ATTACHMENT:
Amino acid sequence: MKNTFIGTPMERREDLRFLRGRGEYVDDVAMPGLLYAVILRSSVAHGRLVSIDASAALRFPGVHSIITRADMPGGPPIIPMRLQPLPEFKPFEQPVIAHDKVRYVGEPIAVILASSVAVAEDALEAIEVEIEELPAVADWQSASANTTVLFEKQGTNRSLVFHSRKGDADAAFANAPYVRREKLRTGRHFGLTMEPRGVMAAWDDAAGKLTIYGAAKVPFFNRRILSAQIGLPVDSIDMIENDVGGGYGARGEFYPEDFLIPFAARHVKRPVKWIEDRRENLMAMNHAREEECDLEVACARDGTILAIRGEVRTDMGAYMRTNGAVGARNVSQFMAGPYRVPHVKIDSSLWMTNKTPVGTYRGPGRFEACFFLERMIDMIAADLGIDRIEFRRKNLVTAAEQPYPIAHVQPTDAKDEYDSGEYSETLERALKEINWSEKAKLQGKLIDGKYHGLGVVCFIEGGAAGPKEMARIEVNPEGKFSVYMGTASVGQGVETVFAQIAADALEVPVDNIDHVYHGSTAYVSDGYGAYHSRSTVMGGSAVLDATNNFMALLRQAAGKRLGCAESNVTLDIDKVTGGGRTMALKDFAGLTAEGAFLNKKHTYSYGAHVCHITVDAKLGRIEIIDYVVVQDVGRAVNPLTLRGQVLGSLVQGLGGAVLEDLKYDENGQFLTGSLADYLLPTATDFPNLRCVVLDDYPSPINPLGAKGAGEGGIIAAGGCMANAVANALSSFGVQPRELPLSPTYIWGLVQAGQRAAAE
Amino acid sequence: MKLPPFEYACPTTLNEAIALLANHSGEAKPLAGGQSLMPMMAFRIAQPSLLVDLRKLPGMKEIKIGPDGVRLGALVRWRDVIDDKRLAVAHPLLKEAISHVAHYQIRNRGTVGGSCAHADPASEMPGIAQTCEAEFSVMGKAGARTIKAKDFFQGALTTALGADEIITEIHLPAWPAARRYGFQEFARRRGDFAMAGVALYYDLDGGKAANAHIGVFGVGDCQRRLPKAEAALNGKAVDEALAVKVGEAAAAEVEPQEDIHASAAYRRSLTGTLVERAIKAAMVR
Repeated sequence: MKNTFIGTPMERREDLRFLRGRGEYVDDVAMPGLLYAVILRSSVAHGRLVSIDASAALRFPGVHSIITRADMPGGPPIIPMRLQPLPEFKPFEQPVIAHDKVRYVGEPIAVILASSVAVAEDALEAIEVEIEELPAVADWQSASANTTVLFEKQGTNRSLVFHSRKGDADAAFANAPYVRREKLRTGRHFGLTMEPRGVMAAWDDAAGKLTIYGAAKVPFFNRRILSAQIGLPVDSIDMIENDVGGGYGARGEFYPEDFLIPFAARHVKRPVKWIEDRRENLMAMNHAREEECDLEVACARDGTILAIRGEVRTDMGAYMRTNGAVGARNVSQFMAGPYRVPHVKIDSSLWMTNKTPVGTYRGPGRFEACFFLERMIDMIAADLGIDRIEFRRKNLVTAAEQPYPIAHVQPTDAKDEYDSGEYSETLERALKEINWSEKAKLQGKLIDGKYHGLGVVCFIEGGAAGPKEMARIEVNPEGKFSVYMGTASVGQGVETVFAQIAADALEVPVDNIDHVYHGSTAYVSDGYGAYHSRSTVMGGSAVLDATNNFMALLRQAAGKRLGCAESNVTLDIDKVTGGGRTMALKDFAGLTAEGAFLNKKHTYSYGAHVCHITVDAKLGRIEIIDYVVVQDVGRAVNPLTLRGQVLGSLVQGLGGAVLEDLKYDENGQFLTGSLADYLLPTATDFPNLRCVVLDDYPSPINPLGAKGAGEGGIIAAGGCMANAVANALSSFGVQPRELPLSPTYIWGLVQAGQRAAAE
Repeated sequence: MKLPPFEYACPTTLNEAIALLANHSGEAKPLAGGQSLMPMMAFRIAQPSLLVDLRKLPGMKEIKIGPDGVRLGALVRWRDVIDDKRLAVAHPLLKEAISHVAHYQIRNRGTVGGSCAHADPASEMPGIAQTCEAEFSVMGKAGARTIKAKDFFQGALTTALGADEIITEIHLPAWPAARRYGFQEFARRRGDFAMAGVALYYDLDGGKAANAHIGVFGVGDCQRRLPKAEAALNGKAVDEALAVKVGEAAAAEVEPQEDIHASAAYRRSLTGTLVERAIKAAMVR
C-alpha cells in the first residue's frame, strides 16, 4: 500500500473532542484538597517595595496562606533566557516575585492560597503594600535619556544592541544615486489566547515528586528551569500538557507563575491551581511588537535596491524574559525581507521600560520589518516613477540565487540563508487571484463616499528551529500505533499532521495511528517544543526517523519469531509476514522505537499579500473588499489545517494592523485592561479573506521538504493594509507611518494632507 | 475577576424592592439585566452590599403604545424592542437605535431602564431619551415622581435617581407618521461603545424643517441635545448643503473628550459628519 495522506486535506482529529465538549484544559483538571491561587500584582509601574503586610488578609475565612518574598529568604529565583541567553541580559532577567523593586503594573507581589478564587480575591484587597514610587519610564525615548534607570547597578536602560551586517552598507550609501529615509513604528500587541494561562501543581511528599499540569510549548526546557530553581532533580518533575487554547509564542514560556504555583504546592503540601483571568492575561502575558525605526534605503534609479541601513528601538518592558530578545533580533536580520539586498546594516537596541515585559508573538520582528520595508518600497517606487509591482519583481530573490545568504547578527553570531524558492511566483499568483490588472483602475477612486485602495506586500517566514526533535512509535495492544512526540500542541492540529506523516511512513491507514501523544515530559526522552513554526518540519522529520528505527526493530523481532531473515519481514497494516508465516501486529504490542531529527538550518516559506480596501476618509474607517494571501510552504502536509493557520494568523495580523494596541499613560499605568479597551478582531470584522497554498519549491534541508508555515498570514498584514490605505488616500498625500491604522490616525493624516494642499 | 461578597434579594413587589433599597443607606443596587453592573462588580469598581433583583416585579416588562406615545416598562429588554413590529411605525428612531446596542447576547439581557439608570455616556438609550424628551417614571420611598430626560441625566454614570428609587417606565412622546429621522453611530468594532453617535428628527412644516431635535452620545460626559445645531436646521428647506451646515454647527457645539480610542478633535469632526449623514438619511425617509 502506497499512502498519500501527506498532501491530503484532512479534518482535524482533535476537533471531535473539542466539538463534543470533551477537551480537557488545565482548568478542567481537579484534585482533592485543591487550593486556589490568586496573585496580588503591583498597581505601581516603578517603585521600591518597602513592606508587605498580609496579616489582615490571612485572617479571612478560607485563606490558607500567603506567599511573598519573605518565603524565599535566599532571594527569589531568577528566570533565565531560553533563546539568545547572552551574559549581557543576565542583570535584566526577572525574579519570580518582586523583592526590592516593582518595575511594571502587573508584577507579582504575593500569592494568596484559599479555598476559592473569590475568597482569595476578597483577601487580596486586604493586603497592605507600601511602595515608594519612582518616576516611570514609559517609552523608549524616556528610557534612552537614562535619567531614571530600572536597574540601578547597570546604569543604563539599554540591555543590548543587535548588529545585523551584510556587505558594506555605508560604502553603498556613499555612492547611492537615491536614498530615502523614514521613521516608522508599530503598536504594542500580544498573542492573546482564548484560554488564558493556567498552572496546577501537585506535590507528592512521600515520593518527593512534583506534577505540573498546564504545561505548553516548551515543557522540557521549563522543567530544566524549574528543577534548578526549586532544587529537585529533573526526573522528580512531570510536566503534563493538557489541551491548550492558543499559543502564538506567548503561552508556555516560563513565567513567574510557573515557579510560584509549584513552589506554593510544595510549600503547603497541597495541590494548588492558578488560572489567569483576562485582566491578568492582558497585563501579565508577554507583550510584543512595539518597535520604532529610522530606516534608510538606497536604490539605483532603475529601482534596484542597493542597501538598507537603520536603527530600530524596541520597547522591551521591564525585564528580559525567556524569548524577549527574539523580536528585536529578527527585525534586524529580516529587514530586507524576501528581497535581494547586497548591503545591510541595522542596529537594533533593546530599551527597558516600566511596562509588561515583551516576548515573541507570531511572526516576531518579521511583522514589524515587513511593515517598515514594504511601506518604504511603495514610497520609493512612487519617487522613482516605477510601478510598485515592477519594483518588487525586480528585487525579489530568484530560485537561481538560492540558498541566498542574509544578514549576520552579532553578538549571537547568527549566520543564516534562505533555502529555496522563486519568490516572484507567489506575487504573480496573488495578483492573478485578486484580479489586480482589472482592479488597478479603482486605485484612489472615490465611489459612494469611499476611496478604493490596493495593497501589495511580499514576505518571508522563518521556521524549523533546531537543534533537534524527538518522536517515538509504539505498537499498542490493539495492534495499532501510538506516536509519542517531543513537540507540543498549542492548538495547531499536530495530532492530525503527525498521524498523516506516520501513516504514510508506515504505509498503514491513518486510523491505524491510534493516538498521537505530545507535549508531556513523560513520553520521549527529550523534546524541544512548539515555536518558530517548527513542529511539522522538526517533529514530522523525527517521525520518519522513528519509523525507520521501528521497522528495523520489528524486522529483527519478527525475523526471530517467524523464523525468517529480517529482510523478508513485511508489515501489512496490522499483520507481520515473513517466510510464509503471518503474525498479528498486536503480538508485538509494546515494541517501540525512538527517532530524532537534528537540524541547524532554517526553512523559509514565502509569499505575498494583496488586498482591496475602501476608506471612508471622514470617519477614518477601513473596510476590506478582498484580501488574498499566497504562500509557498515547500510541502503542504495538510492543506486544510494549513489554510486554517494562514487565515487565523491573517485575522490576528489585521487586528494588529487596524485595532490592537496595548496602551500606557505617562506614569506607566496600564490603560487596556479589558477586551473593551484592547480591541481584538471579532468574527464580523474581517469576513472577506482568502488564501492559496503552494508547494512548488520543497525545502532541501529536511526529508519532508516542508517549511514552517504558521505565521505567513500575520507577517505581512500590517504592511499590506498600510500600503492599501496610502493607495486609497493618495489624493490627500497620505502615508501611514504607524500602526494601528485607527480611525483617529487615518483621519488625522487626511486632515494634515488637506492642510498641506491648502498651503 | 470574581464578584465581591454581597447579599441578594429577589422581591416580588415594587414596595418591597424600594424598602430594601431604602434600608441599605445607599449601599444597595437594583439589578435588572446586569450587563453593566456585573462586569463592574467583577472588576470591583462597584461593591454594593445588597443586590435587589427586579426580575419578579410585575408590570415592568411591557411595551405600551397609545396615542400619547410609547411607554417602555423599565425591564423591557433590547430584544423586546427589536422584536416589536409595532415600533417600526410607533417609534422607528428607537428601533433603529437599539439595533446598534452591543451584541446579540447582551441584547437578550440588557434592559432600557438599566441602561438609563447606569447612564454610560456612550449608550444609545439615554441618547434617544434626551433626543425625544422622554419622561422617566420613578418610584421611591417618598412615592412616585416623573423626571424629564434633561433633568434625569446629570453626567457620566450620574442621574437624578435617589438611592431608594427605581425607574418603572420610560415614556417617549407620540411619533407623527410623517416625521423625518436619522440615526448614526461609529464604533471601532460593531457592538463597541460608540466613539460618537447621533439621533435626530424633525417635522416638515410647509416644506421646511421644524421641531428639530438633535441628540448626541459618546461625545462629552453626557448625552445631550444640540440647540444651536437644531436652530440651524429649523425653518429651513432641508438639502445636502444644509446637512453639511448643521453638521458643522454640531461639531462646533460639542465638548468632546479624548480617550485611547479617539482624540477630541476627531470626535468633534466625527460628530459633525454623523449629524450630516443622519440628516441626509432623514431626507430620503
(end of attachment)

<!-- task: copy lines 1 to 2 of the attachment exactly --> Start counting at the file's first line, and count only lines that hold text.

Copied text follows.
Amino acid sequence: MKNTFIGTPMERREDLRFLRGRGEYVDDVAMPGLLYAVILRSSVAHGRLVSIDASAALRFPGVHSIITRADMPGGPPIIPMRLQPLPEFKPFEQPVIAHDKVRYVGEPIAVILASSVAVAEDALEAIEVEIEELPAVADWQSASANTTVLFEKQGTNRSLVFHSRKGDADAAFANAPYVRREKLRTGRHFGLTMEPRGVMAAWDDAAGKLTIYGAAKVPFFNRRILSAQIGLPVDSIDMIENDVGGGYGARGEFYPEDFLIPFAARHVKRPVKWIEDRRENLMAMNHAREEECDLEVACARDGTILAIRGEVRTDMGAYMRTNGAVGARNVSQFMAGPYRVPHVKIDSSLWMTNKTPVGTYRGPGRFEACFFLERMIDMIAADLGIDRIEFRRKNLVTAAEQPYPIAHVQPTDAKDEYDSGEYSETLERALKEINWSEKAKLQGKLIDGKYHGLGVVCFIEGGAAGPKEMARIEVNPEGKFSVYMGTASVGQGVETVFAQIAADALEVPVDNIDHVYHGSTAYVSDGYGAYHSRSTVMGGSAVLDATNNFMALLRQAAGKRLGCAESNVTLDIDKVTGGGRTMALKDFAGLTAEGAFLNKKHTYSYGAHVCHITVDAKLGRIEIIDYVVVQDVGRAVNPLTLRGQVLGSLVQGLGGAVLEDLKYDENGQFLTGSLADYLLPTATDFPNLRCVVLDDYPSPINPLGAKGAGEGGIIAAGGCMANAVANALSSFGVQPRELPLSPTYIWGLVQAGQRAAAE
Amino acid sequence: MKLPPFEYACPTTLNEAIALLANHSGEAKPLAGGQSLMPMMAFRIAQPSLLVDLRKLPGMKEIKIGPDGVRLGALVRWRDVIDDKRLAVAHPLLKEAISHVAHYQIRNRGTVGGSCAHADPASEMPGIAQTCEAEFSVMGKAGARTIKAKDFFQGALTTALGADEIITEIHLPAWPAARRYGFQEFARRRGDFAMAGVALYYDLDGGKAANAHIGVFGVGDCQRRLPKAEAALNGKAVDEALAVKVGEAAAAEVEPQEDIHASAAYRRSLTGTLVERAIKAAMVR